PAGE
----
Texas High Court Keeps Shroud on Execution Drug Suppliers

AUSTIN, Texas (CN) – The Texas Supreme Court ruled Friday the state’s supplier of execution drugs can remain a secret, concluding a disclosure would subject the compounding pharmacy’s employees to risk of physical harm.

The high court overturned a ruling by the Third Court of Appeals in Austin in a 7-0 vote, with Justices Eva Guzman and Jimmy Blacklock abstaining. The all-Republican court conclude the public’s right to information under the Texas Public Information Act is subject to “reasonable limitations when its production may lead to physical harm.”

Attorneys Maurie Levin, Noami Terr and Hilary Sheard sued the Texas Department of Criminal Justice two years ago over fears of botched lethal injection executions and the agency’s subsequent refusal to disclose the supplier pharmacy.

Writing for the court, Justice Paul W. Green said the lower court should have credited “direct evidence and expert affidavits regarding significant risks of physical harm faced by lethal injection suppliers.”

States have been forced to purchase replacement execution drugs from smaller compounding pharmacies in recent years due to successful efforts by anti-death penalty activists to pressure large drug manufacturers to stop their production

Green said the court disagreed with the lower court’s writing-off of a Department of Criminal Justice risk assessment of an email message sent by an unidentified professor to a compounding pharmacy in Oklahoma. Officials deemed it a serious threat, and the high court agrees.

“Were I you I’d at least want to beef up my security now that you’ve been put in the spotlight as a likely supplier and failed to issue a flat denial,” the email message stated. “As the folks in the federal building can tell you, it only takes one fanatic with a truckload of fertilized to make a real dent in business as usual.”

Green said the court did agree with the lower court on another Department of Criminal Justice risk assessment of a blog post identifying a pharmacy in The Woodlands near Houston of supplying execution drugs. Although the blog post called for complaining to the pharmacy and featured a gruesome image of an exploding head, Green said the court “has no reason to believe that the exploding clay head symbolizes anything other than the sentiment that ‘my mind is blown,’ and in ‘I cannot understand how this is happening.’”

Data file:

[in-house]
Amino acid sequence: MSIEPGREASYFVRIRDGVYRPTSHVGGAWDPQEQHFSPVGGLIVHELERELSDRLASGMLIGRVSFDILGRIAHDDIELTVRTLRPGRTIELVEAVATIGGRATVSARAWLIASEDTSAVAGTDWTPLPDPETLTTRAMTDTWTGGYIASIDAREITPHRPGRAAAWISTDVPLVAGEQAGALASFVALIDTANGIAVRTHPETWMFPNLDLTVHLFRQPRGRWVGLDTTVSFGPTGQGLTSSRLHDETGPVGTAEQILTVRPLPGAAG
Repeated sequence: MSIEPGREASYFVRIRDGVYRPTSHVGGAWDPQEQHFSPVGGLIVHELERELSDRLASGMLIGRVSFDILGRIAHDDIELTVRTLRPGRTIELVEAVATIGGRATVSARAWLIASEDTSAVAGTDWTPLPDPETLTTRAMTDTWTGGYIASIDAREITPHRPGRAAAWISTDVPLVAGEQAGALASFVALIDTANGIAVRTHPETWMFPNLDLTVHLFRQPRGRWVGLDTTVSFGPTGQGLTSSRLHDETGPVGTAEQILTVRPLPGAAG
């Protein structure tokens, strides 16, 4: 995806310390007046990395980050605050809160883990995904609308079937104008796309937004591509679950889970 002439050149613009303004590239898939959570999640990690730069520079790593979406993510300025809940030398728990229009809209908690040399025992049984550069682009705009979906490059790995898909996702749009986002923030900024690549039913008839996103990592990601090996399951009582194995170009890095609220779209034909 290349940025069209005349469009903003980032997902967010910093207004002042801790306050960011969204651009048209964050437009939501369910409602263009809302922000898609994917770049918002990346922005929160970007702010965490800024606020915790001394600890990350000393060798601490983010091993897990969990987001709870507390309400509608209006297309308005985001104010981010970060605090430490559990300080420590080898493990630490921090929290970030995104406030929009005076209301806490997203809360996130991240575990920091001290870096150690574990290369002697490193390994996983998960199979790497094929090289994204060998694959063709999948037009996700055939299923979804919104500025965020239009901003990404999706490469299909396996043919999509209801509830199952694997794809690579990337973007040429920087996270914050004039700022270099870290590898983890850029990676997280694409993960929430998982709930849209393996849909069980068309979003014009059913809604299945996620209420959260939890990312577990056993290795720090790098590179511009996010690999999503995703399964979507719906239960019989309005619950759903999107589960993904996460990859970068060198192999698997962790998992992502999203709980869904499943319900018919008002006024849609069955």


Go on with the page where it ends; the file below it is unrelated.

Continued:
Texas Attorney General Ken Paxton applauded the high court’s ruling, saying the decision protects the state’s ability to carry out a death penalty that voters feel is necessary.

“Today’s court ruling ensures anonymity for suppliers of drugs the State of Texas uses for executions by lethal injection,” Paxton said in a written statement. “It is necessary to withhold the identities of these businesses and their employees from public disclosure to ensure their physical safety.”

Levin said she was shocked by the ruling, saying the decision forfeits any claim by the state for having on open government.

“The Texas Supreme Court’s opinion has no legal or factual integrity,” Levin told The Texas Tribune. “It is mind boggling that they reach this conclusion unless it’s taken as political.”

The use of replacement execution drugs by compounding pharmacies became an issue after the botched execution of convicted murderer Clayton Lockett in Oklahoma in 2014 with replacement drugs.

Witnesses say Lockett writhed in apparent agony, clenched his teeth and strained to lift his head after being injected with replacement drugs. The execution chamber was described as a gruesome “bloody mess” by execution team members due to attempts at tapping a second intravenous line in Lockett’s groin. The execution was quickly halted and officials drew the blinds on the execution chamber, but Lockett died 20 minutes after that.

Oklahoma was forced to stop all executions after the 2015 execution of Charles Warner, who reported his body was “on fire” after being injected. A convicted child-killer, Warner twitched from his neck three minutes after being injected and died in 18 minutes. Authorities later discovered the wrong drugs were used to stop his heart.

Oklahoma officials ended the three-year moratorium on executions last year, now using a first-of-its-kind nitrogen gas inhalation method to avoid dealing with compounding pharmacies.

Friday’s ruling comes eight months after a Houston federal judge similarly ruled that Texas does not have to reveal its execution drug supplier to several Arkansas inmates on death row.

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